01/03/2017, 17.28
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For the Apostolic vicar to Nepal, 2017 will be dedicated to strengthening the family

by Christopher Sharma

The apostolic vicar proposes to focus on family spirituality, making families "active in the Gospel." The Himalayan nation has many mixed couples and hundreds of conversions to Christianity. The 2016 Plenary of the Federation of Asian Bishops' Conferences also focused on the family.

Kathmandu (AsiaNews) – Mgr Paul Simick, apostolic vicar of Nepal, has announced that 2017 will be a year dedicated to the family and to stronger spirituality among Catholics.

For the prelate, the aim is to make families "active in the Gospel" and highlight the need for greater spirituality among Nepali families. "When the family is strong in faith,” he said, “we are stronger in announcing the Good News."

According to Mgr Simick, "in Nepal we have to take care of families in a special way because many Catholics have different experiences."

For instance, "dozens of Catholics are born into Hindu families,” which leads to the “sharing of cultures.”

Indeed, “Hundreds have converted to Christianity from other religions and many have a spouse from a different faith."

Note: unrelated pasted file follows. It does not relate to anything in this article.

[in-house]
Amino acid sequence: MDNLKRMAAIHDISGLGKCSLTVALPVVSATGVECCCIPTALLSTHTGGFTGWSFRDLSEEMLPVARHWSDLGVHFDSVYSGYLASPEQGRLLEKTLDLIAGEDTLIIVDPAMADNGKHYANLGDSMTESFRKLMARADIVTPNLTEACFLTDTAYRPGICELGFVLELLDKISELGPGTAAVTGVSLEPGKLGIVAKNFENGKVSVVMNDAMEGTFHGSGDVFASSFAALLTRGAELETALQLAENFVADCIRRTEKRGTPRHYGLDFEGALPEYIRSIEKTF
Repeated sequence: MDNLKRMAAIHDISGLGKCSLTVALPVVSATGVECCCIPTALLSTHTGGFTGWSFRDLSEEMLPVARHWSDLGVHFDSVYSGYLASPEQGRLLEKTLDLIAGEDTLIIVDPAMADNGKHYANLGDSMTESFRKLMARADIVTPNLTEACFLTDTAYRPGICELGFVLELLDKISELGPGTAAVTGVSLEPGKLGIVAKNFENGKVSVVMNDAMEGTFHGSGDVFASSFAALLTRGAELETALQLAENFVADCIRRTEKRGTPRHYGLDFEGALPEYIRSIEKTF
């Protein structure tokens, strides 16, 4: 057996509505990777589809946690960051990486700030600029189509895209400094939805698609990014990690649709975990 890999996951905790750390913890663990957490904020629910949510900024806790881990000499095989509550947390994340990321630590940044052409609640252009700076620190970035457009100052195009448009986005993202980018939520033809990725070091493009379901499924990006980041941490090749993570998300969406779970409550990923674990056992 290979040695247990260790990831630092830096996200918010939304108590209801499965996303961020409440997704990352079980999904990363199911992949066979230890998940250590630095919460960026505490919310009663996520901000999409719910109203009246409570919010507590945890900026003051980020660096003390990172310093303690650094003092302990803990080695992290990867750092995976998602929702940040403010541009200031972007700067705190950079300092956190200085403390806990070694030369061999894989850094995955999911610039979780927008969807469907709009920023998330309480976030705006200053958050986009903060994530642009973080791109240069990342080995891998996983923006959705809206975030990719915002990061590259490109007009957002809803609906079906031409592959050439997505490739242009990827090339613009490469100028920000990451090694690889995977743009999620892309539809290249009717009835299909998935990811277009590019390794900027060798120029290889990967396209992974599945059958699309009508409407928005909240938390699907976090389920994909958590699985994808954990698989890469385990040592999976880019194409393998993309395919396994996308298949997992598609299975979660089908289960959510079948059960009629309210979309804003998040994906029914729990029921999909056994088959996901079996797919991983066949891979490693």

Given the large number of mixed marriages, "We have decided that 2017 will be the year of the family, during which we will help them rediscover God’s presence among family members."

The apostolic vicar noted that that the topic of the family is a key issue for all Asian Bishops' Conferences. In 2016 at the Plenary Assembly of the Federation of Bishops (in Sri Lanka), the bishops dealt with the challenges that the modern world poses to family ties.

Speaking to the faithful gathered in Kathmandu's Assumption Cathedral, Mgr Simick said, "May you experience the loving presence of Jesus in the joy and sorrows of your life."

Robin, a Catholic man married to a Hindu woman, was thrilled by the apostolic vicar’s appeal. Even though his wife practices a different religion, every day she goes along with him to the prayers. "Sometimes I feel God's grace upon me," she told AsiaNews.

Angel Tamang is in the reverse situation. She is Catholic and her husband is Hindu. For her, "To create the Kingdom of God, we must first create God’s family”.

“Mgr Simick’s initiative will be really useful,” she noted. “In my family, my two children were imbued with a love for Jesus. Despite his different faith, my husband is happy that our children are Catholic and he helps me raise them as children of God."

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